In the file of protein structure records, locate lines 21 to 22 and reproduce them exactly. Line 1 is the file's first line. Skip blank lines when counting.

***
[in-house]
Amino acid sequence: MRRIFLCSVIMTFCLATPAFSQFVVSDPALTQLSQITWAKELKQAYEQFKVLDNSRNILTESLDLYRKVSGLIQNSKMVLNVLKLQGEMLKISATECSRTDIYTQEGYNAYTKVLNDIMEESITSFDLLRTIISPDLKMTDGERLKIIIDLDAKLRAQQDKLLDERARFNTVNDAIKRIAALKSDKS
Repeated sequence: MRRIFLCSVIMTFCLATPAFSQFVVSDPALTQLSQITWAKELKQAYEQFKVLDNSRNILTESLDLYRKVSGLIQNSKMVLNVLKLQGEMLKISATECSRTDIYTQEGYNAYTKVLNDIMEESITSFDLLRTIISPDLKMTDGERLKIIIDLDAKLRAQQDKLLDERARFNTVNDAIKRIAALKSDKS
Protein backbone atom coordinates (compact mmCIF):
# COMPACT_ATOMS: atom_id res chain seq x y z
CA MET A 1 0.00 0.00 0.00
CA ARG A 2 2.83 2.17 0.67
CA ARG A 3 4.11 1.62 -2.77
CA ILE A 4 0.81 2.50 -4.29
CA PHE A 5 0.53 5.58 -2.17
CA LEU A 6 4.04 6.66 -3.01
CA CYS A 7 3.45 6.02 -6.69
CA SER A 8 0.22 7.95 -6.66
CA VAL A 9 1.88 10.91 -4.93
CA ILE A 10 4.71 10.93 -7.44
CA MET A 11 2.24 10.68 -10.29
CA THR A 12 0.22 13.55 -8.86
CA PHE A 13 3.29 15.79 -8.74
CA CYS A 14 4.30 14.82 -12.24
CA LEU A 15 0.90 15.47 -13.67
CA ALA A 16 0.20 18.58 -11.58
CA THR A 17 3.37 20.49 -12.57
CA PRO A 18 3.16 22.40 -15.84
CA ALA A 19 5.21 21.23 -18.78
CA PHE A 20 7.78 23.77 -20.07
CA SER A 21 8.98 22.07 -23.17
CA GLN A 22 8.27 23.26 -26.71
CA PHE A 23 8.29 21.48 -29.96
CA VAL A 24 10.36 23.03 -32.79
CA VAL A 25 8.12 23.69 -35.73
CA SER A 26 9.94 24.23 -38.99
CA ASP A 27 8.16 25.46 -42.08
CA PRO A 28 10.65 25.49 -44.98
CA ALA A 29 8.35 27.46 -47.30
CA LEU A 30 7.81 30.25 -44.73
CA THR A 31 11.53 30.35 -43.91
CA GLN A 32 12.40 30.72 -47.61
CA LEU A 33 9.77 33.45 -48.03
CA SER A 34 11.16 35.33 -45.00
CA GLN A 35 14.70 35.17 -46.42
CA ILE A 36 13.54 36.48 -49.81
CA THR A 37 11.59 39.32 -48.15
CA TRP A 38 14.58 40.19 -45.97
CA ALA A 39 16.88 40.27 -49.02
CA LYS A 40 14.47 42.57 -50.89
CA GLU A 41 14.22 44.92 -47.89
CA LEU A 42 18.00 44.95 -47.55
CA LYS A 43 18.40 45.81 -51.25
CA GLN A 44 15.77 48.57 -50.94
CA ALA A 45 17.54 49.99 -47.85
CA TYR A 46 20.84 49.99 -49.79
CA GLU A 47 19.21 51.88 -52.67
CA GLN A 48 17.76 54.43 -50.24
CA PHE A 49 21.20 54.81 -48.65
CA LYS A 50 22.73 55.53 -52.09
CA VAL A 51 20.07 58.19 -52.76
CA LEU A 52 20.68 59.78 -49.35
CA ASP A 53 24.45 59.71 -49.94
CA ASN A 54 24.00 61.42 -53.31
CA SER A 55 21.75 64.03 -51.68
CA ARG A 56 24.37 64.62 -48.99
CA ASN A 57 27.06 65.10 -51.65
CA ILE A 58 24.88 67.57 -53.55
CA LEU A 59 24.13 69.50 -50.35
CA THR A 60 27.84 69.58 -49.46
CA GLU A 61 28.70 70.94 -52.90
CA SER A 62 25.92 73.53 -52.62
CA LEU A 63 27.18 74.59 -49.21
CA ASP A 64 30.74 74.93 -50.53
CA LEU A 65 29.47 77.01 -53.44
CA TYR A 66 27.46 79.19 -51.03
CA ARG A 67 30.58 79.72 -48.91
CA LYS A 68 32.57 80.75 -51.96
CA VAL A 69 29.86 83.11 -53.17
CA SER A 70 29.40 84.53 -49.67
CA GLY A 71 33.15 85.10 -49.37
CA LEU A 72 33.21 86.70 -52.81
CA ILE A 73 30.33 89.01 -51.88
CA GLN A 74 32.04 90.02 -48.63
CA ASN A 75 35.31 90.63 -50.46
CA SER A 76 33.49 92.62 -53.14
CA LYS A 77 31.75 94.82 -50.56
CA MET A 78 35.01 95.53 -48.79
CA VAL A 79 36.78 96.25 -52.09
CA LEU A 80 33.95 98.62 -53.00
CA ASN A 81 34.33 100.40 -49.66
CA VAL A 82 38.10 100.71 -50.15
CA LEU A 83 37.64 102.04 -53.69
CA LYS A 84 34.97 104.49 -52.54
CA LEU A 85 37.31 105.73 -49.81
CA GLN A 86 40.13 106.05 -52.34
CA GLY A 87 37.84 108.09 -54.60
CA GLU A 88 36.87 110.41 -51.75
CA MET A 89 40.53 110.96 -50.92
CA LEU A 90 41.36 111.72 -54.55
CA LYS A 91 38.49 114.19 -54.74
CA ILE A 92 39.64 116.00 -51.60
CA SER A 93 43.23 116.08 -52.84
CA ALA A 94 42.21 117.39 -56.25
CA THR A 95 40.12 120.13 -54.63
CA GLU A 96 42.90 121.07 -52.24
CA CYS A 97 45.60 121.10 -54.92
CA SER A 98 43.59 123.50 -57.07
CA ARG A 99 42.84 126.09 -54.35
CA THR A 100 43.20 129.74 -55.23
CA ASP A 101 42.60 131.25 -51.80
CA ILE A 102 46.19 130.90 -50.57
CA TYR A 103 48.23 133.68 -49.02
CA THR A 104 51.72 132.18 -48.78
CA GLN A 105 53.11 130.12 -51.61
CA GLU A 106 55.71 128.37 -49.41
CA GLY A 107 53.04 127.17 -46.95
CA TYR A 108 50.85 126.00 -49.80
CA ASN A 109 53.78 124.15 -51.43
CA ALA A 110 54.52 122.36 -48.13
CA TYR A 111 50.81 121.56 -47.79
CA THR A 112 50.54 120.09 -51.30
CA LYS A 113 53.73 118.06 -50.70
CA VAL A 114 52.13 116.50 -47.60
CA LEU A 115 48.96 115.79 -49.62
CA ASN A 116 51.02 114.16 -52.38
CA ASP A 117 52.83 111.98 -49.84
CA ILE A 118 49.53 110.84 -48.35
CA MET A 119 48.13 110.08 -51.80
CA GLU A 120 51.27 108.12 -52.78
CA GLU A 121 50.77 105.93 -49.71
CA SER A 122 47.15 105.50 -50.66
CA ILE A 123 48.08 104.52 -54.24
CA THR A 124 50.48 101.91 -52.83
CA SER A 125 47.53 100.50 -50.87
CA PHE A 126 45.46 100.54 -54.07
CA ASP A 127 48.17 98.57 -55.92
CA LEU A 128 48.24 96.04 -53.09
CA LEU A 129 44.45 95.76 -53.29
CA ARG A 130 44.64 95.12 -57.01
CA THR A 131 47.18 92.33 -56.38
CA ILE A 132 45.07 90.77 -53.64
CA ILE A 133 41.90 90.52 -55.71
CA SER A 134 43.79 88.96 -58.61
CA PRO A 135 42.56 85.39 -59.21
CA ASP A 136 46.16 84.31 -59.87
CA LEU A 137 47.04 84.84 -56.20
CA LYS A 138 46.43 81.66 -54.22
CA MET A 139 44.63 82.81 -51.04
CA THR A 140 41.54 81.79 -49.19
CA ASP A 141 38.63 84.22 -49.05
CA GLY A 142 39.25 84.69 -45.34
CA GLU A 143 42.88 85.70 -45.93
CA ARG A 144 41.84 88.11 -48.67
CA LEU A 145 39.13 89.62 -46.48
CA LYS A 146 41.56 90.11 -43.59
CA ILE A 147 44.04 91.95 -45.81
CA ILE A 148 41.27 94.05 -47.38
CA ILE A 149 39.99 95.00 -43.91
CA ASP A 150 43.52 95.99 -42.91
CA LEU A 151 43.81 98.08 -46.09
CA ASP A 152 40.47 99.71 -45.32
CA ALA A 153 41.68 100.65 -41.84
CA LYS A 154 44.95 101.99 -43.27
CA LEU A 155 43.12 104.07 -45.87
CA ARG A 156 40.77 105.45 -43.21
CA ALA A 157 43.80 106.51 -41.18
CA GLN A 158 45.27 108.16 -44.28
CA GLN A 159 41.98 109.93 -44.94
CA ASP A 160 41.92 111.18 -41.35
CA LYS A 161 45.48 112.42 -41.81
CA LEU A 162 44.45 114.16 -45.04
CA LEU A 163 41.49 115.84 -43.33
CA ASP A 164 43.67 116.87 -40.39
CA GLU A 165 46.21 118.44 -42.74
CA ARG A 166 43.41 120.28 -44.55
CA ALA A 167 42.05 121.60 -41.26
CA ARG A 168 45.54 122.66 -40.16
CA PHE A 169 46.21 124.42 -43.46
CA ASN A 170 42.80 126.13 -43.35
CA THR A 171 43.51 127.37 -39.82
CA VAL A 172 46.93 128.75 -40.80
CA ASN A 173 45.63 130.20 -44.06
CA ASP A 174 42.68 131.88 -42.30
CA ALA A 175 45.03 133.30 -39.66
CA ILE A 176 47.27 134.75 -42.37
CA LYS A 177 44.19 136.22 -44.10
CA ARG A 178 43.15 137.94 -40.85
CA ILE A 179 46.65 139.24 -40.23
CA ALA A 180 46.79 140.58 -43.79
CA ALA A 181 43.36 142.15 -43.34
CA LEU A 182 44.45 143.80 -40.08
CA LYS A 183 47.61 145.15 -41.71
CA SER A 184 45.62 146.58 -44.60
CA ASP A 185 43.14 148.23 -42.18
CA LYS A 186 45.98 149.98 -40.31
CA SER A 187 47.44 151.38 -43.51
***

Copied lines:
CA ALA A 16 0.20 18.58 -11.58
CA THR A 17 3.37 20.49 -12.57